Tucson students learn ‘non-violence’ way of life amidst anti-Trump protests


An article by Monica Grimaldo for Tucson News

A rash of nationwide protests against president-elect Donald Trump have brought out thousands of demonstrators and now, Tucson students between the ages of 11 and 16 are learning how to better understand the ‘nonviolence way of life’ to apply when planning action to defend human rights. Students from several Tucson school districts are participating in a two-day introduction to the Kingian Nonviolence training program, which aims to “institutionalize and internationalize nonviolence.”

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It’s being led by the Nonviolence Legacy Project, a youth leadership program affiliated with the Culture of Peace Alliance. “The workshop is particularly timely given that many people are taking to the streets and looking for ways to peacefully and powerfully indicate their concerns and fears about the upcoming administrative change,” said Ann Yellott with the Culture of Peace Alliance.

Participants are learning how to gain additional knowledge about how nonviolence was applied in several civil rights campaigns, including those seen in Montgomery, Nashville, Birmingham, and Selma.

“Helping our children be balanced and helping them to understand compassion for another, it’s not only a bullying issue, it’s a health issue,” said program manager Hassan Clement. “These kids are leaving a legacy for other kids.”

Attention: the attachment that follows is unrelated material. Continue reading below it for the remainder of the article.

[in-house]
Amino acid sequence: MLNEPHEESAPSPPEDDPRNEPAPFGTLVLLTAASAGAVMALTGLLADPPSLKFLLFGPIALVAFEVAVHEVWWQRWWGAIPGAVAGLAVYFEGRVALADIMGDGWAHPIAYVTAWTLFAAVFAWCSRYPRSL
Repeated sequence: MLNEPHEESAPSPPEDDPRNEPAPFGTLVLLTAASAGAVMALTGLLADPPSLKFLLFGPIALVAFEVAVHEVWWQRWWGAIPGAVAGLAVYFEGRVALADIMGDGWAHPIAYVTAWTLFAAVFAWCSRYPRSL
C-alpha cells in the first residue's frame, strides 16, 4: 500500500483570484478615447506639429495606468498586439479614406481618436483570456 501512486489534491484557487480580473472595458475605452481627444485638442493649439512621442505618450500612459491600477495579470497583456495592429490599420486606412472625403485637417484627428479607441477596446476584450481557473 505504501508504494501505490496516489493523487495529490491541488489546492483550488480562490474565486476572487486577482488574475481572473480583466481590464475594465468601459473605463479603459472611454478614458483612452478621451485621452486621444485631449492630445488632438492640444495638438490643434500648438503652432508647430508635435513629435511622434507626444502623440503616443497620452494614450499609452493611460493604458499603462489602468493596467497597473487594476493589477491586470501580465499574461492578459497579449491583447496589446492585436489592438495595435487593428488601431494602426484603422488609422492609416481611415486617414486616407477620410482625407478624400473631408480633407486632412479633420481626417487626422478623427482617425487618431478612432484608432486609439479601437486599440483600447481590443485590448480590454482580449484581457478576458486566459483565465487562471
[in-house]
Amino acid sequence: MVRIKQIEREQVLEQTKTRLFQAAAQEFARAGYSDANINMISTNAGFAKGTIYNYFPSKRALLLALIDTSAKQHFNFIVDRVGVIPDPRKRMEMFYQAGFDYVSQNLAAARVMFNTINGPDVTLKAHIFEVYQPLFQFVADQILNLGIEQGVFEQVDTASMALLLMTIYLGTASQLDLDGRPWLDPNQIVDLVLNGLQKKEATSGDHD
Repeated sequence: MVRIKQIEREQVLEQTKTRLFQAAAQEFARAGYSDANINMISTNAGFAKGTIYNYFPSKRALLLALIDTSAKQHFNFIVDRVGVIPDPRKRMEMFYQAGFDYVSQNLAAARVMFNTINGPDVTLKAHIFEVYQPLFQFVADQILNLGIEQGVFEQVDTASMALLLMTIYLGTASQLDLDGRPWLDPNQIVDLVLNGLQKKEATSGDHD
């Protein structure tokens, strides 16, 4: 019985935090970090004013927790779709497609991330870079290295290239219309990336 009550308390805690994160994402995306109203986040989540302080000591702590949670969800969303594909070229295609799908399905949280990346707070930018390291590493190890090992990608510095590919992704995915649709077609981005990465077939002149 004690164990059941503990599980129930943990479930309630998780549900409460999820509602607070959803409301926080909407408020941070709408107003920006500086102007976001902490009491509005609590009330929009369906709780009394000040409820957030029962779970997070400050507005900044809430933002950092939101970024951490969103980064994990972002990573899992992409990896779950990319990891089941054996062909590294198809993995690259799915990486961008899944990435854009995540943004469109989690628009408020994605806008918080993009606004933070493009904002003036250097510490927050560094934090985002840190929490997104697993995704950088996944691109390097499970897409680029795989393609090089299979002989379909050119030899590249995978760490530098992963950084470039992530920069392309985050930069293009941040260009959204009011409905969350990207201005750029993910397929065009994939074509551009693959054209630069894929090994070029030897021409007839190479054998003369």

Sixteen-year-old Naomi Reyes, a student at Sunnyside High School, is one of the program’s participants and said she suffers from anger issues from time to time and hopes this program will help.

“There’s personal experience that involves violence and that’s another reason why I’m here,” said Reyes.

Caleb Bailey, 15, is a student at Cholla High School and says he wants to influence other students through this program. Though he wasn’t old enough to vote in this year’s election, it’s the lessons he’s learning that he hopes to keep forever.

“It can teach people how to get your word out without seeming like a thug or anti-Trump supporters or something,” he said. “It’s a way to articulate without seeming violent. Even though I’m young, I still think I can do something in the community. That’s what I really want to learn so when I get older, I know how to use nonviolence, and even now, so I can be a better person.”

For more information on the Culture of Peace Alliance’s Nonviolence Legacy Project, CLICK HERE.

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